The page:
Ryan Findley

“Mosquita y Mari” a beautiful coming-of-age tale

Aurora Guerrero's story of two young girls drawn together builds on emotional intimacy and self-discovery, amid cultural clashes.

By - Oct 18th, 2012 05:35 pm
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Aurora Guerrero’s story of two young girls drawn together builds on emotional intimacy and self-discovery, amid cultural clashes. All photos courtesy of The Film Collaborative.

Being a teenager is hard. Walking the line between being a child and being an adult, between innocence and knowledge, is hard, draining and emotionally fraught. Mosquita y Mari, screening as part of the Milwaukee LGBT Film/Video Festival, captures that elusive quality of being in-between, unsure, but still moving forward towards the indescribable thing that is the future.

Mosquita y Mari is first and foremost a coming of age story, and it takes its power from this. If you can remember being 15, you can identify with these girls. They are placed in a time, and a city, and a culture, but you don’t have to be of that time, city or culture to empathize.

Fenessa Pineda (Mosquita, UL) and Venecia Troncoso (Mari) play the teenage girls at the heart of this story.

Yolanda (Fenessa Pineda), nicknamed “Mosquita” by Mari, is the quintessential good girl: she gets high grades, listens to her parents, is kind to strangers, becomes uncomfortable at wild parties. Mari (Venecia Troncoso), by contrast, is the quintessential rebel: she’s failing school, mothers her younger sister while ignoring their mother, is rude to everyone, steals, smokes joints in school bathrooms. The attraction between Yolanda and Mari is sudden, the attraction of seeing something different, something new, for the first time. They are wholly foreign to each other, with a shared culture and vocabulary that helps bridge that gap. And in figuring out the newness of each other, they teach each other things. Yolanda’s lessons are in complex geometry and kindness; Mari’s teach Yolanda courage, and how she can see at things outside her set path.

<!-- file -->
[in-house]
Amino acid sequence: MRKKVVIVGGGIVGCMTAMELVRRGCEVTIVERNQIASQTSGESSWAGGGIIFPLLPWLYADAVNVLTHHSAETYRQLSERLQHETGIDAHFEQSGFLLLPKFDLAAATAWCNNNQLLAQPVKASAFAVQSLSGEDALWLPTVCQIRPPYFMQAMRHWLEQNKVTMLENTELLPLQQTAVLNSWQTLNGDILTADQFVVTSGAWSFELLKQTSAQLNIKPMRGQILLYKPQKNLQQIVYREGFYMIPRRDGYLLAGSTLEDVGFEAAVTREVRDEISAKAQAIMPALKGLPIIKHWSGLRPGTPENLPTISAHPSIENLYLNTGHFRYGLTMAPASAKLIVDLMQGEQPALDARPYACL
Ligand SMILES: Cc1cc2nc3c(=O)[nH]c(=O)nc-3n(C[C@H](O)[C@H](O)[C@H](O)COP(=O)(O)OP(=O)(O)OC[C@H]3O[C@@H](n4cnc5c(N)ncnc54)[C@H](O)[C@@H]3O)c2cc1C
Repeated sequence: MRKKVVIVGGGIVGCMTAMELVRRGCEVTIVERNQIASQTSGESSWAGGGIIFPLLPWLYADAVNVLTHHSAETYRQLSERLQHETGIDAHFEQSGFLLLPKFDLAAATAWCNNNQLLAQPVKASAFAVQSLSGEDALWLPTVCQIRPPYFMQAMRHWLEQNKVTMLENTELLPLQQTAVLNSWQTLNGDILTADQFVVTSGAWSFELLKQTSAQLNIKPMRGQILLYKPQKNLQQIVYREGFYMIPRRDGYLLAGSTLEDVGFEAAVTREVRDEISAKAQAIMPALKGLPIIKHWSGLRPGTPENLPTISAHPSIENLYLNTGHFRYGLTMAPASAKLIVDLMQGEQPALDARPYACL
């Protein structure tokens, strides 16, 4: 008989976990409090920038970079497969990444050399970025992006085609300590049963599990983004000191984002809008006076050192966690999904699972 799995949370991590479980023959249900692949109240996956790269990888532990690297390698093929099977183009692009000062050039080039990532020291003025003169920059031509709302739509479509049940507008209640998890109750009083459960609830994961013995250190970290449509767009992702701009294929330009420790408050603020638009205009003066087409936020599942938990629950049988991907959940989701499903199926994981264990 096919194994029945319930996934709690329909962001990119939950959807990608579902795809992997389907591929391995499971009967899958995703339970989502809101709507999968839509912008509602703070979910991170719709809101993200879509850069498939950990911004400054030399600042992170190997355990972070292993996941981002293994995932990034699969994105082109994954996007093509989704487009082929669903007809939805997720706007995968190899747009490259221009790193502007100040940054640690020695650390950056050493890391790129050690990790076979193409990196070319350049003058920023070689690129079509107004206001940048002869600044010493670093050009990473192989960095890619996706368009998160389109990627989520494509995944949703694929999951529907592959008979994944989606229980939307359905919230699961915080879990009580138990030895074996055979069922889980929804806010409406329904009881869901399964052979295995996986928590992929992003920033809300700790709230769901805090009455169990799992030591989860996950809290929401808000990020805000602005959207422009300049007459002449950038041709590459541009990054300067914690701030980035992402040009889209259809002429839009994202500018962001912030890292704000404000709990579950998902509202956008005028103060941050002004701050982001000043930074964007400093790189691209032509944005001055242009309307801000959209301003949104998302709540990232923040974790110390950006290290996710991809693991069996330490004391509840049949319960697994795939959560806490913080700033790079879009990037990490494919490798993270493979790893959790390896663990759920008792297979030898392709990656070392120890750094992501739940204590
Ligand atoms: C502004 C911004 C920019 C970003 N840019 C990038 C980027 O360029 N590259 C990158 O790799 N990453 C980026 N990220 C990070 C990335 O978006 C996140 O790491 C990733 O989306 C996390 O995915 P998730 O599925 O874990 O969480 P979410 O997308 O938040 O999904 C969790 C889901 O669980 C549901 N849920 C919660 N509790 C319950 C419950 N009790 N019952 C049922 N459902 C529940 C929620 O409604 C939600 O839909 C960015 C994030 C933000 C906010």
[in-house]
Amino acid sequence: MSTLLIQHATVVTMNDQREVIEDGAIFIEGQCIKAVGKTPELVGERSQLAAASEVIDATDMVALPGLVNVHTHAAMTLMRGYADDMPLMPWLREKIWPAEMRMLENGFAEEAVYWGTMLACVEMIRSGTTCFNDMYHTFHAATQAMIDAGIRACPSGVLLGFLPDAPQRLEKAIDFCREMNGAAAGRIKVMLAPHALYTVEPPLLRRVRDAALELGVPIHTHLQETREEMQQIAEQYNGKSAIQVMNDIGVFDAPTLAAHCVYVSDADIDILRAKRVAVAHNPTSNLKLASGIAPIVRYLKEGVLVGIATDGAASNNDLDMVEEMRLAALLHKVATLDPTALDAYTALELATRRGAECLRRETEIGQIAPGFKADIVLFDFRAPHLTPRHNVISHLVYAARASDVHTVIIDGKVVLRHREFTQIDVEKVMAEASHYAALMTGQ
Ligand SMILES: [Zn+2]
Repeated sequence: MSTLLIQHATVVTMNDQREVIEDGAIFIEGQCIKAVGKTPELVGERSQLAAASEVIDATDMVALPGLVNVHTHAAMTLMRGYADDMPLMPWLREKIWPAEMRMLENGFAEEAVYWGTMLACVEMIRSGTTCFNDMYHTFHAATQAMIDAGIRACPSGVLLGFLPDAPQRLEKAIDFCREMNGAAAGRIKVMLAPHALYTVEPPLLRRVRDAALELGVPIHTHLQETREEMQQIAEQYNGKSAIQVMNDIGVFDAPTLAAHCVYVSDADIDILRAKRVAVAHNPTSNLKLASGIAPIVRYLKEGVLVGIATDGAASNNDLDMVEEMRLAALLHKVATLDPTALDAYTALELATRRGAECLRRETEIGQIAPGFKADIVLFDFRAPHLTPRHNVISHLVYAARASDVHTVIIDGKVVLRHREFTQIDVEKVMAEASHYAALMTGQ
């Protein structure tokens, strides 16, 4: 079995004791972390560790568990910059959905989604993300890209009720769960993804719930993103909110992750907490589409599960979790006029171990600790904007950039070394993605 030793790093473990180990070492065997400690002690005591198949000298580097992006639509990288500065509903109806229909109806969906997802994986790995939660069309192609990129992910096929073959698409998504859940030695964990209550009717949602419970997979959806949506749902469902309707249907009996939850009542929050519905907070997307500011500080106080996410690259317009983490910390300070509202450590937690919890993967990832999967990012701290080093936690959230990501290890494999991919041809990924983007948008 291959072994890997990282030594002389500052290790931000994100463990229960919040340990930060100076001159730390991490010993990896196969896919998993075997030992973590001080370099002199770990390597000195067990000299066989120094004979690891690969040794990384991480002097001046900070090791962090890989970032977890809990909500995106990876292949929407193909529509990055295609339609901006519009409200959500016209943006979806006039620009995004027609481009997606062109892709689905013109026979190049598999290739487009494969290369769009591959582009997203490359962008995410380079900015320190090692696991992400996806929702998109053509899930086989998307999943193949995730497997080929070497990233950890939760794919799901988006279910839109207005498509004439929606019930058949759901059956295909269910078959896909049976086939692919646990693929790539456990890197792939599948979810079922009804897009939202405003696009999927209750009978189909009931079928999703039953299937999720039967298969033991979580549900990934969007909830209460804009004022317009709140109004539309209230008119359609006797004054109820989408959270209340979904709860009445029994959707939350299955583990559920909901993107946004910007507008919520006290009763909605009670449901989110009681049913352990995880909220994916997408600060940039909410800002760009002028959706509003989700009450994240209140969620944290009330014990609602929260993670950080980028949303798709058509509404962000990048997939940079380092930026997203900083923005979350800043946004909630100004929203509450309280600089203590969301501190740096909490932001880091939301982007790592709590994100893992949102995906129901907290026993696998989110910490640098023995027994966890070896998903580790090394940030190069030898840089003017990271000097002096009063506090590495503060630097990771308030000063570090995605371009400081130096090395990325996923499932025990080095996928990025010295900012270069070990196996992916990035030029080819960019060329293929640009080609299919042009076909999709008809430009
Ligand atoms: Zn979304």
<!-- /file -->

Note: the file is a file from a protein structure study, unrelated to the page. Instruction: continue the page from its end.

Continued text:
The greatest strength of Aurora Guerrero’s direction and script is that Yolanda and Mari are first and foremost friends. Their shared intimacy is emotional first, and not explicitly sexual. Their attraction has sexual aspects, but it is not defined by them. And isn’t that the way falling in love ought to be anyway? You fall in love with a whole person, not just a body part they happen to have.

The girls’ respective immigration statuses create clashes between the two. Mari, undocumented, is trapped in a frenzied life of poverty. Yolanda’s legal-immigrant parents put the dreams they gave up on her shoulders and push her education and success at all costs. And so Mari’s desperate need for money compels her to push Yolanda away, and Yolanda’s parents’ need to see her succeed compels them to try to separate her from Mari.

The urban environment they inhabit works against them as well. The girls attend a school so big that even a caring teacher distractedly answers student questions, where homework questions are put online but it takes weeks to get a new student a copy of a textbook. And their neighborhood features a casual, cultural misogyny, where the local grocer accusing Mari of “getting into cars with boys” stains both girls’ reputations.

Aurora Guererra’s “Mosquita and Mari” features a slow development that works well for the beautiful, cinematic film.

Mosquita y Mari develops slowly. Guerrero gives her leading actresses plenty of time and space to explore their characters. The cinematography matches that mentality, a peculiar blend of gorgeous and stark urbanity. In my favorite sequence, Yolanda pictures Mari in her mind, and the camera shows you that image –the camera depicting Mari with a glory of love and vividness that is breathtaking. This is how you see someone that you love, when you look at them or think about them, this laughing, this lingering, this beauty.

In the end, Mari relinquishes the remainder of whatever childhood she had left, Guerrero simply ending the story before we see the aftermath. Whether Yolanda’s vision of Mari can hold is never explored; whether Mari can stand to be faced with that vision is never shown.

At one point, Mari is explicitly asked, “Do you think this is elementary school games?” She has no answer. It’s a shame that we think of the kind of uncomplicated love and acceptance that Yolanda and Mari share as an elementary school game, which we’re expected to put aside when we grow up. To my mind, that’s the kind of thing we should hold onto at all costs.

Mosquita y Mari screens Saturday, Oct. 20 at the UWM Union Theatre as part of the Milwaukee LGBT Film/Video Festival, running through Sunday. Tickets are $9, $7 for students/seniors/UWM community members. For more information on this or other films, visit the festival’s website, or check out TCD’s interview with festival director Carl Bogner.

 

Categories: Arts & Culture, LGBT, Movies

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